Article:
Re: shortcut to self.class?

Yeah, it may be awhile before I have enough time to learn ruby
for the weird stuff (e.g. heredocs), but most of the edge
cases are just edge cases and I think I can deal with those.

-mental

Then ditch heredocs. I can’t think of a case where I desperately needed
a heredoc over, say, %q{}.

  • Dan

As far as Ruby goes, I’m definitely going to need your help
for the weird stuff (e.g. heredocs), but most of the edge
cases are just edge cases and I think I can deal with those.

-mental

Then ditch heredocs. I can’t think of a case where I desperately needed
a heredoc over, say, %q{}.

+1
especially for stuff like multiple here docs headers in one line:
a=<<EoA, b= <<EoB
fofofo
EoA
blabla
EoB

On Wed, 2005-12-21 at 07:32 +0900, Berger, Daniel wrote:

Then ditch heredocs. I can’t think of a case where I desperately needed
a heredoc over, say, %q{}.

That’s the point of doing a subset grammar to begin with – we can leave
all the weird stuff like heredocs until last.

But heredocs are a part of Ruby’s grammar, so we are going to have to
accommodate them eventually. It’s doable, just funky.

-mental

On 20/12/05, Berger, Daniel [email protected] wrote:

Then ditch heredocs. I can’t think of a case where I desperately needed
a heredoc over, say, %q{}.

I use heredocs often. A grammar that doesn’t support heredocs won’t be
a Ruby grammar.

-austin

On Thu, 22 Dec 2005, Austin Z. wrote:

On 20/12/05, Berger, Daniel [email protected] wrote:

Then ditch heredocs. I can’t think of a case where I desperately needed
a heredoc over, say, %q{}.

I use heredocs often. A grammar that doesn’t support heredocs won’t be
a Ruby grammar.

agreed. it’s extremely difficult to do any serious metaprogramming
without
them. here is a snippet from something i was working on yesterday:

   def xx_config_attr attr, default = nil

     module_eval <<-code
       module InstanceMethods
         def #{ attr } *argv
           if argv.empty?
             if defined? @#{ attr }
               return @#{ attr }
             else
               return(self.class.send("#{ attr }"))
             end
           else
             return(send("#{ attr }=", argv.shift))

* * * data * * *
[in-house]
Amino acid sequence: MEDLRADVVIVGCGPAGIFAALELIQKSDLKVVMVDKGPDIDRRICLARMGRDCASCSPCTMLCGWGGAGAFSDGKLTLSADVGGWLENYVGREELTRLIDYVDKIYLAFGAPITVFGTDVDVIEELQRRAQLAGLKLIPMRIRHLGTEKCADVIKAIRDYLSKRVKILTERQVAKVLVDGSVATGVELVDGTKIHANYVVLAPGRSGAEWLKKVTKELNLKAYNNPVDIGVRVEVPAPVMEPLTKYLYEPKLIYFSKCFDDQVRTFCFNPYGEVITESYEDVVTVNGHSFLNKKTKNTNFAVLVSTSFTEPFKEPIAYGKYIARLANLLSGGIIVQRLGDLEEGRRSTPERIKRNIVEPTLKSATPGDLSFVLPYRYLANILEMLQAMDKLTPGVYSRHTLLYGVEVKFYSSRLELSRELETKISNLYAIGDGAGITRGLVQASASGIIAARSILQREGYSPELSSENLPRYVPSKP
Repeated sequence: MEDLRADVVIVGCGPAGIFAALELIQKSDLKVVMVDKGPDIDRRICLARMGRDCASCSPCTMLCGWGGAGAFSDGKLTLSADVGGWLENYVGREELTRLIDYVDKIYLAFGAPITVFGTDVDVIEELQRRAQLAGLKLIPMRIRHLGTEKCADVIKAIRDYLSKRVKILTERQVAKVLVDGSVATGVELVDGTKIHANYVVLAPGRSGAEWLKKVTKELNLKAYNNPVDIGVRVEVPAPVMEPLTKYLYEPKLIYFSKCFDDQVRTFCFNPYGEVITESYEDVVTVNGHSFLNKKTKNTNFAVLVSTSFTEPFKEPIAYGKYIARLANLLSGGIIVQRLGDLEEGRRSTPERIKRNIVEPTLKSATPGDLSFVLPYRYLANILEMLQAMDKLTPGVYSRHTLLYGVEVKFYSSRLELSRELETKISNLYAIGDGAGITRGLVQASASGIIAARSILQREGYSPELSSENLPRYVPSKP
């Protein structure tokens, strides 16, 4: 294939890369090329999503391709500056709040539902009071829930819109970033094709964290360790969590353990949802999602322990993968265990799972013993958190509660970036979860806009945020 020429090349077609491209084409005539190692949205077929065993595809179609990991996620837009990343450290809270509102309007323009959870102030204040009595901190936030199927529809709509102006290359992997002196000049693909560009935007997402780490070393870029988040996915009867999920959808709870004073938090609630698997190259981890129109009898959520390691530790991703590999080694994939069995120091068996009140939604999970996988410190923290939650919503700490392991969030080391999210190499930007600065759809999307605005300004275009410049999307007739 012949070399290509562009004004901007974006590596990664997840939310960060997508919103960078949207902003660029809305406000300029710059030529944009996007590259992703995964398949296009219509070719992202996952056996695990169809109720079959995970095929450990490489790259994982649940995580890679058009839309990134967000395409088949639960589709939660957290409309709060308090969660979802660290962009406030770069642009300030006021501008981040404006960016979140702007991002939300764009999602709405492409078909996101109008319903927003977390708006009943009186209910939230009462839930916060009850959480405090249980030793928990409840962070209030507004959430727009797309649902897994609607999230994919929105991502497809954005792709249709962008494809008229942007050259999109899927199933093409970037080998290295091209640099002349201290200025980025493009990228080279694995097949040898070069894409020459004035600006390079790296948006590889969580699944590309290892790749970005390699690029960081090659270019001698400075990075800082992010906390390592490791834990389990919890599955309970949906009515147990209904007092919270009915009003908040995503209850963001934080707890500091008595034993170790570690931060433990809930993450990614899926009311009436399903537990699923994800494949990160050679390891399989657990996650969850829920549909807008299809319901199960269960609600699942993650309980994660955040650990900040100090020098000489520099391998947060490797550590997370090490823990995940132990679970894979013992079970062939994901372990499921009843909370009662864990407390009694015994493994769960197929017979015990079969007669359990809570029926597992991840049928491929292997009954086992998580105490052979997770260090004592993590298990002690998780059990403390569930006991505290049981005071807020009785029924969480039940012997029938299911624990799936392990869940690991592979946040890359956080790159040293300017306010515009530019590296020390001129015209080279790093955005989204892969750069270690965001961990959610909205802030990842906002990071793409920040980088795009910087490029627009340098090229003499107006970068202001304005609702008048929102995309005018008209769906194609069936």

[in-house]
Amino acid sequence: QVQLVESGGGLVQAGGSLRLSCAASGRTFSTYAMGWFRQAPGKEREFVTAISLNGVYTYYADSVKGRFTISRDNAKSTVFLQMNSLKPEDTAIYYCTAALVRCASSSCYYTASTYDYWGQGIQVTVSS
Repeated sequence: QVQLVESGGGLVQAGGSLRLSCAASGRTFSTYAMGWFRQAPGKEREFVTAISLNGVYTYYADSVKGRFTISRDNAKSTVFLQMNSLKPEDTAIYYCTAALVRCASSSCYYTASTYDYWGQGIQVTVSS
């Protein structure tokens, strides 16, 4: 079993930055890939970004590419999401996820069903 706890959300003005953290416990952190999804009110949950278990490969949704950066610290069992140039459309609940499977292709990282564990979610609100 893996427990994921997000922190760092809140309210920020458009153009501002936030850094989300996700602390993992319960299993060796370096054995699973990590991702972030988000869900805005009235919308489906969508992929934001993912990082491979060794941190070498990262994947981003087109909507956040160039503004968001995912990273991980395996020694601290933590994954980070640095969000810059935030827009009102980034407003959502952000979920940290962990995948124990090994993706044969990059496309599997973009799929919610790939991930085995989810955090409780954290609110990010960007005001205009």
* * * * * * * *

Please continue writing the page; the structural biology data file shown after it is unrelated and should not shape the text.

end
           nil
         end

         def #{ attr }= value
           @#{ attr } = value
         end
       end

       module ClassMethods
         def #{ attr } *argv
           if argv.empty?
             if defined? @#{ attr }
               return @#{ attr }
             else
               ancestors.each do |a|
                 next if self == a
                 if a.respond_to? "#{ attr }"
                   return(a.send("#{ attr }"))
                 end
               end
             end
           else
             return(send("#{ attr }=", argv.shift))
           end
           nil
         end

         def #{ attr }= value
           @#{ attr } = value
         end
       end

       def self::#{ attr } *argv
         if argv.empty?
           if defined? @#{ attr }
             return @#{ attr }
           end
         else
           return(send("#{ attr }=", argv.shift))
         end
         nil
       end

       def self::#{ attr }= value
         @#{ attr } = value
       end
     code

     send "#{ attr }=", default
   end

this kind of stuff is extremely difficult to code if you are limited to
symbols like {,(,{, etc to delimit the string. this is true anytime
your
string contains arbitrary code. heredocs make it possible.

regards.

-a

On Wed, 21 Dec 2005 00:22:40 -0000, MenTaLguY [email protected] wrote:

But heredocs are a part of Ruby’s grammar, so we are going to have to
accommodate them eventually. It’s doable, just funky.

Just to chime in, I have to agree on that - AFAIU the reason for wanting
rid of yacc is because it limits the syntax, so I think it’s important
that the effort to find a replacement aim to (eventually) support
everything that’s currently supported. Otherwise, surely it’s a case of
better the devil you know…

(That said though, I’ve used ANTLR a little bit in Java and I’m certain
that if anything can do it, ANTLR can).

This forum is not affiliated to the Ruby language, Ruby on Rails framework, nor any Ruby applications discussed here.

| Privacy Policy | Terms of Service | Remote Ruby Jobs